Editorial: Raising the standard

The publication last week by Fairfax Media, publisher of The Press, of the performance of the nation's primary schools in meeting national standards in reading, writing and mathematics has been met with a frenzy of criticism from many in the education establishment.

The teachers' union, some principals, a few school boards and many teachers have deplored Fairfax's creation of a website on which schools' performance may be compared, saying it is misleading, will misinform parents and will damage schools.

The outcry is entirely predictable. It is part of a continuing campaign against national standards and it is deeply misguided. It rests in part on a heavily patronising assumption about parents' capacity to weigh such data in judging how well a school is doing in educating their children.

The main complaint against the information that has been gathered so far is that it is, in the frequently repeated word of Prime Minister John Key, "ropey". That is almost certainly true. Part of it is no doubt because of the way the system has been introduced, but part of it also because of the fact that many teachers and schools have been determined not to assist the process.

According to the Education Review Office, more than a quarter of schools have yet to meet the requirements on reporting their performance under the standards. It is an abdication of a legal responsibility that would be unlikely to be tolerated in any other sector of the public service.

Whatever the reason for the alleged "ropiness" of the information, the answer is not to suppress it but rather to work to make it better. It may be galling to many in the education establishment to know it, but the adoption of national standards was one of the more popular of the National Party's policies at the last election and it was given a clear mandate to do so.

Parents are anxious to know of the performance of schools in instilling the basics in their children and they refuse to believe it cannot be measurable. No such system of measurement will be perfect, and the present one has obvious flaws, but there is no reason to believe that it cannot be refined over time to remove them.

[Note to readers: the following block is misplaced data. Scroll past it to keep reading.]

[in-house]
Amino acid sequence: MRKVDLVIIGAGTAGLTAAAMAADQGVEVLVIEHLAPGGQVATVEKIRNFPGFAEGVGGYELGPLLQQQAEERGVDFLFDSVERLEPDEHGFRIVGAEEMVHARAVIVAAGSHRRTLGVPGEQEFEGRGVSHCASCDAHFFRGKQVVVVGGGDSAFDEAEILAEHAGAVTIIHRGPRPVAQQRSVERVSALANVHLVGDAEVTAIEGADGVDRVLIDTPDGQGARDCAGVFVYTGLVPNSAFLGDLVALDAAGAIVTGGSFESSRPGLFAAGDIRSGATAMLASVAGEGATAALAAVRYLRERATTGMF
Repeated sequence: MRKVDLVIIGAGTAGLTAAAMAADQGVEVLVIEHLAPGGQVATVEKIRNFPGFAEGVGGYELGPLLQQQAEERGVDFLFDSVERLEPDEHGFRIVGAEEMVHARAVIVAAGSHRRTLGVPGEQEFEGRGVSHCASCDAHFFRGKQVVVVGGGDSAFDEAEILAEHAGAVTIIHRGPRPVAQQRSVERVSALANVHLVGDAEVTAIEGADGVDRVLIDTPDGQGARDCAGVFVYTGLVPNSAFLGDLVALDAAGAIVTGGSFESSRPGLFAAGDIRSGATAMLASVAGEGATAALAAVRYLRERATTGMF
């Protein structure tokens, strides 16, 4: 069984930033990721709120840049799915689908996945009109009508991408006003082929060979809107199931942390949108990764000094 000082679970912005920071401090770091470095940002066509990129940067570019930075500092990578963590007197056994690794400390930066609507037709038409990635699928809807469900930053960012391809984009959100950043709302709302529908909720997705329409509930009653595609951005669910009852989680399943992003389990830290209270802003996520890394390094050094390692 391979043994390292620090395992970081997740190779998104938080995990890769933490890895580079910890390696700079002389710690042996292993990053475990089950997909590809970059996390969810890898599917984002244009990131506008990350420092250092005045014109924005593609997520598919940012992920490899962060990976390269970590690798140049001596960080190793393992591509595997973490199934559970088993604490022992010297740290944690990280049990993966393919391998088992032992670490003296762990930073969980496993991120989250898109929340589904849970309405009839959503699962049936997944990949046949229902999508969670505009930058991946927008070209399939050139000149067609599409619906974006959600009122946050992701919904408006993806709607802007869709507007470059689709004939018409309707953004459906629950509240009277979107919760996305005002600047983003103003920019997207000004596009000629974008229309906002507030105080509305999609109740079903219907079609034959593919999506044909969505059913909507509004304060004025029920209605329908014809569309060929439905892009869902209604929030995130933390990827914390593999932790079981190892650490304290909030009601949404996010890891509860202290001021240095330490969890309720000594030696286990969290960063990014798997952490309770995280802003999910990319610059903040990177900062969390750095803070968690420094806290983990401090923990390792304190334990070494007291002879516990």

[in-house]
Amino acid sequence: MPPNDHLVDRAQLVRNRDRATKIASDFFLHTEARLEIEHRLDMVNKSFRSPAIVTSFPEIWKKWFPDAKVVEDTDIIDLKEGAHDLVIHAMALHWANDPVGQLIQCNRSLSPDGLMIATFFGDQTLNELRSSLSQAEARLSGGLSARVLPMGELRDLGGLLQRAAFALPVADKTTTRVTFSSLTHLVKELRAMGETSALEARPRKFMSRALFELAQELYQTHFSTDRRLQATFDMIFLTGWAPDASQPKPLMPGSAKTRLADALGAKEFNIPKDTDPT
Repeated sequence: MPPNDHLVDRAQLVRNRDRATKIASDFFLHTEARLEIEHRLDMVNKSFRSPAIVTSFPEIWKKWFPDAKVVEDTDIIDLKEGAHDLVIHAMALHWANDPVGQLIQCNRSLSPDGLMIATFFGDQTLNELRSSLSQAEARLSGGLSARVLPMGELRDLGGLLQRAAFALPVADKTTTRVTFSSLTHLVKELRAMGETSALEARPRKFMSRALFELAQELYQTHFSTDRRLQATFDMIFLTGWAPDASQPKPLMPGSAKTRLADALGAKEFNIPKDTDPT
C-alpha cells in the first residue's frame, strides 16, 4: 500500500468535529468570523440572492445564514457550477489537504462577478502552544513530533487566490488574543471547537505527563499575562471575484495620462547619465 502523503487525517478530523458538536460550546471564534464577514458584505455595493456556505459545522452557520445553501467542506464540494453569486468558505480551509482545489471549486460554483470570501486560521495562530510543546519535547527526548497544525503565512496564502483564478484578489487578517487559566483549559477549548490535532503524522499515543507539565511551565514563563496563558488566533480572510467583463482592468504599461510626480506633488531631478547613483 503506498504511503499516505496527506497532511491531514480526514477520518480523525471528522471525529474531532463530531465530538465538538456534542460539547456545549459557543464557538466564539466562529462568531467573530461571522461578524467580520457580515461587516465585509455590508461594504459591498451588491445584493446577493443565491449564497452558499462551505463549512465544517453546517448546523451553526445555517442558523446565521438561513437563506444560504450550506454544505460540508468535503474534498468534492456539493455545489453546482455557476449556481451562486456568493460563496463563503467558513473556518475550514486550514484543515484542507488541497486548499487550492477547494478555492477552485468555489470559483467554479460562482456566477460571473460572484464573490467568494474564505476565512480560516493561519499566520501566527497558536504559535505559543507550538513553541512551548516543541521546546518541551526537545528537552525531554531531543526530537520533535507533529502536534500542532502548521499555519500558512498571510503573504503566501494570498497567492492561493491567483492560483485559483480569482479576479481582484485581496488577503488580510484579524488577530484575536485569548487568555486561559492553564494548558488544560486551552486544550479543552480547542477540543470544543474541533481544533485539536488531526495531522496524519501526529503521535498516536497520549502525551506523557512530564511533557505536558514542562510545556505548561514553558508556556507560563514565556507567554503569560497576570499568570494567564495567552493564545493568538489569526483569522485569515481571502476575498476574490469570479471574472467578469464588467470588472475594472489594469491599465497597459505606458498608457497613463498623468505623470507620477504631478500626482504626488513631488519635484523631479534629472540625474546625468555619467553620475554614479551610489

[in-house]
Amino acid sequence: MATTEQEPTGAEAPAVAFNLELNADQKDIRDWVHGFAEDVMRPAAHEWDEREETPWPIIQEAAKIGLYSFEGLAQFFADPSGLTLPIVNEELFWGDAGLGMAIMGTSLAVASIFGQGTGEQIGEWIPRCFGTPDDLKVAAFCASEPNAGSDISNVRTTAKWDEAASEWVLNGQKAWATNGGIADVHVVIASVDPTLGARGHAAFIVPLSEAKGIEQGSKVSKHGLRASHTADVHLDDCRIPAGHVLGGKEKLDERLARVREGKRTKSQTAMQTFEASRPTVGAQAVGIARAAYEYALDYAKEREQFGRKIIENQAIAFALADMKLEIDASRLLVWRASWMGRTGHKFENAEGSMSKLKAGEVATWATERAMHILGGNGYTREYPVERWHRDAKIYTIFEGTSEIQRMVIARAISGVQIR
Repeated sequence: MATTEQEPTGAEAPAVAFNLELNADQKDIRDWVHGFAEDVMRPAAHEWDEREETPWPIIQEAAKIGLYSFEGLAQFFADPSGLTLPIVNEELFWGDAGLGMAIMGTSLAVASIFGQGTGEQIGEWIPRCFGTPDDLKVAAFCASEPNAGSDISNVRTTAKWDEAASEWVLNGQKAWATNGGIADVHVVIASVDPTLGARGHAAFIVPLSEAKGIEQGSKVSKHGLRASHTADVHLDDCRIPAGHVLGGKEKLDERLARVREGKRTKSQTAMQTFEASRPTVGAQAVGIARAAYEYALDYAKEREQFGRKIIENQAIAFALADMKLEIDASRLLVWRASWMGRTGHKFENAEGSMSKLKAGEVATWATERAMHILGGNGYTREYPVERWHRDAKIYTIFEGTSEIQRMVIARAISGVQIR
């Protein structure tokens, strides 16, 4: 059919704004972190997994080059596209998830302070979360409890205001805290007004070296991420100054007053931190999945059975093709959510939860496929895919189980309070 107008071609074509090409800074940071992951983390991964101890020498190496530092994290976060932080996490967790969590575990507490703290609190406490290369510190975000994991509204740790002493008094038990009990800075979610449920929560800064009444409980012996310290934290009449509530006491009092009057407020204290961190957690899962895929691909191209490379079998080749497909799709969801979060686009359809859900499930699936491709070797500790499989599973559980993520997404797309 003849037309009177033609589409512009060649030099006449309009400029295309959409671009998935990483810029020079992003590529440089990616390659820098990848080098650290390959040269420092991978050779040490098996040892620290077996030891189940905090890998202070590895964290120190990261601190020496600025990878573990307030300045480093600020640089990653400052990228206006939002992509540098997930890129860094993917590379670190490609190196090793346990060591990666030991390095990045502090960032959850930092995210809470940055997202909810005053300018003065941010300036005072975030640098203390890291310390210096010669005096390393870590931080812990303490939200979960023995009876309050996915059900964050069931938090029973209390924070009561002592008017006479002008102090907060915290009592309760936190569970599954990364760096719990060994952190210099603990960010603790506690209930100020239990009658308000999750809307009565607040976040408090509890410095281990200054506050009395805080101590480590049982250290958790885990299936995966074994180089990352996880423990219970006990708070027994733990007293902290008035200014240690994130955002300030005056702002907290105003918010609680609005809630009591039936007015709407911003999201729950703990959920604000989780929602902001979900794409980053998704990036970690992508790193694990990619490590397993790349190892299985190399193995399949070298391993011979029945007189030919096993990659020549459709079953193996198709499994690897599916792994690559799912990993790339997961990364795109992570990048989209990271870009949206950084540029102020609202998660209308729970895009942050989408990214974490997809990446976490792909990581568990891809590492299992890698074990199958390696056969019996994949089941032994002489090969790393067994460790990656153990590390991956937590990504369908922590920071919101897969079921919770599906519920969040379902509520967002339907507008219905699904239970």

The standards, of course, measure only performance in the narrow range of reading, writing and mathematics. These subjects, while fundamental to a sound education, are only a small part of what schools may provide for their pupils. No reasonable parent would judge a school by its performance in those subjects alone.

The performance of a school in those core subjects will also be affected by its decile rating, which measures the socio- economic status of a school's catchment area. Again, that is something that must be taken into account in comparing schools' national standards information.

In attacking publication of the national standards performance, critics condescendingly assume that parents are unable to take those other factors into account. It is an entirely unwarranted assumption based on a kind of we- know-best professional arrogance. Parents are those in the best position to judge all the requirements necessary for the best education of their children.

The more information they are given to help them in making those judgments the better. There is no reason why information on schools' national standards performance should not be part of that mixture.

The Press